Oracle: deleting data from tables leads to data file fragmentation?

WePython 1 Months+

When randomly deleting ~5GB from a ~10GB Oracle table, I suspect that disk space is left in fragments. Is there a way to know about the disk state and any query to defragment or shrink the space?


Can you explain exactly what problem you are concerned with? People have come up with lots of different definitions of "fragmentation" some of which are impossible, some of which are possible but don't create any problems, and a few of which might be worth thinking about.

If you delete at random 1 out of every 2 rows in a table, that will generally mean that you'll have lots of half-empty blocks in the table. That space will be reused by subsequent inserts into the table, though, so it is generally not create any problems unless you are stating that you are permanently reducing the size of the table (i.e. it will never again grow past 5 GB in size) or you have queries that rely on doing full table scans of the table that you want to tune. Depending on the Oracle version, you can probably do a SHRINK SPACE on the table to reduce the size of the segment in that case.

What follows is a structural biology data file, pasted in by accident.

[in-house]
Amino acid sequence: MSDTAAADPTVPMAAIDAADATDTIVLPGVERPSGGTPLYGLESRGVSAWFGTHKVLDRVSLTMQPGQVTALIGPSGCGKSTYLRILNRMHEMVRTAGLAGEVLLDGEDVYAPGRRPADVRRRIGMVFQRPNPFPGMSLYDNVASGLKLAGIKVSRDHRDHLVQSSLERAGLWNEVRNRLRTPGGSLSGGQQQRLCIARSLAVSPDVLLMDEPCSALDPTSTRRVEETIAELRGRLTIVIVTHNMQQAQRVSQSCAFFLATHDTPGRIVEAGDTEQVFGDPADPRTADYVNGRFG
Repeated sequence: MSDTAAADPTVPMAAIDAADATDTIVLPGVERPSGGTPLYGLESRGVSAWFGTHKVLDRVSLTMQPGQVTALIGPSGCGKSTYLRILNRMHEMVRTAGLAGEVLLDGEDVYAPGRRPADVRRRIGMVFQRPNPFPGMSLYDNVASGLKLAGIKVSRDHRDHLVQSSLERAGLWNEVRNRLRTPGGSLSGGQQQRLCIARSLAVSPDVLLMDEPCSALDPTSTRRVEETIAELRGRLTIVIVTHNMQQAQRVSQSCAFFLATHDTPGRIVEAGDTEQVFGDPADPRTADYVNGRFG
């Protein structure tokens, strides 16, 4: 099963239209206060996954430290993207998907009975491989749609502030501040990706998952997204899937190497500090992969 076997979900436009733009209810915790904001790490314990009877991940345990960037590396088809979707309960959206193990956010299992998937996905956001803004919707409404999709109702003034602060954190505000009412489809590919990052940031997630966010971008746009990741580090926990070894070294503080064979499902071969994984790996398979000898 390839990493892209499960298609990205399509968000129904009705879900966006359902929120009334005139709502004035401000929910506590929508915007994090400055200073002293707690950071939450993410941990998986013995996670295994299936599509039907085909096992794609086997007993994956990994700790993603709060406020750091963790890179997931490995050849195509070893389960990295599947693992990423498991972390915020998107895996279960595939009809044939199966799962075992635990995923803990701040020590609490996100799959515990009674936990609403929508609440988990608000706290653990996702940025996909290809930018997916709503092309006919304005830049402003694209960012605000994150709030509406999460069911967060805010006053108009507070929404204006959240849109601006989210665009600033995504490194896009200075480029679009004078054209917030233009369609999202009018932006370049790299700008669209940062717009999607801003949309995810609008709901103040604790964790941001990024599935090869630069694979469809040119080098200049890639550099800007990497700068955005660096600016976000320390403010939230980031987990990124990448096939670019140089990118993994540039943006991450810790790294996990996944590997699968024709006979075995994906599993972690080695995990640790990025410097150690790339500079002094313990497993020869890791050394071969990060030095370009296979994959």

Yes, deleting 50% of data from a table leaves it fragmented, and this make two problems:

1) The High Water Mark (which show the max usage of a table) is still at maximum size of table and make worst performance on Full table Scan

2) Space (extents) are not freed.

If you are using Oracle 11g you can run the Segment Advisor (read this) and run ALTER TABLE SHRINK SPACE CASCADE;

Read warnings for the ALTER command like this one:

"As with other DDL operations, segment shrink causes subsequent SQL statements to be reparsed because of invalidation of cursors unless you specify the COMPACT clause."

Previous : Bug in PL/pgSQL function creation
Next : Selecting 'edge' records in a sequence of data